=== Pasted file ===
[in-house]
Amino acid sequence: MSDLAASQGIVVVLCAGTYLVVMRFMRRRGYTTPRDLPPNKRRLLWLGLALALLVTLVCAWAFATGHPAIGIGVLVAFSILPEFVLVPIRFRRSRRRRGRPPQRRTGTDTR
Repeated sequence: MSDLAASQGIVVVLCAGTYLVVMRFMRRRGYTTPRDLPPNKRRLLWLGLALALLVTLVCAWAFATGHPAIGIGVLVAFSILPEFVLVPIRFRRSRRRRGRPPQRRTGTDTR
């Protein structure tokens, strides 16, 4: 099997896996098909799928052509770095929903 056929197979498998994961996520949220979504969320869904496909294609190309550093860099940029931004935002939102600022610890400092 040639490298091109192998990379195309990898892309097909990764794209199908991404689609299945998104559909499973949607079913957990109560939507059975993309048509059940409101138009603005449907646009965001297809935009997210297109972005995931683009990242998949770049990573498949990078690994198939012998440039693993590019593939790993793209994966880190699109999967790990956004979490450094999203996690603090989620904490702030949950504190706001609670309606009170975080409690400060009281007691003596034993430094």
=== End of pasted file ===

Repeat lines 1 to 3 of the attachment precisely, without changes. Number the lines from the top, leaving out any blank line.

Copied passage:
[in-house]
Amino acid sequence: MSDLAASQGIVVVLCAGTYLVVMRFMRRRGYTTPRDLPPNKRRLLWLGLALALLVTLVCAWAFATGHPAIGIGVLVAFSILPEFVLVPIRFRRSRRRRGRPPQRRTGTDTR
Repeated sequence: MSDLAASQGIVVVLCAGTYLVVMRFMRRRGYTTPRDLPPNKRRLLWLGLALALLVTLVCAWAFATGHPAIGIGVLVAFSILPEFVLVPIRFRRSRRRRGRPPQRRTGTDTR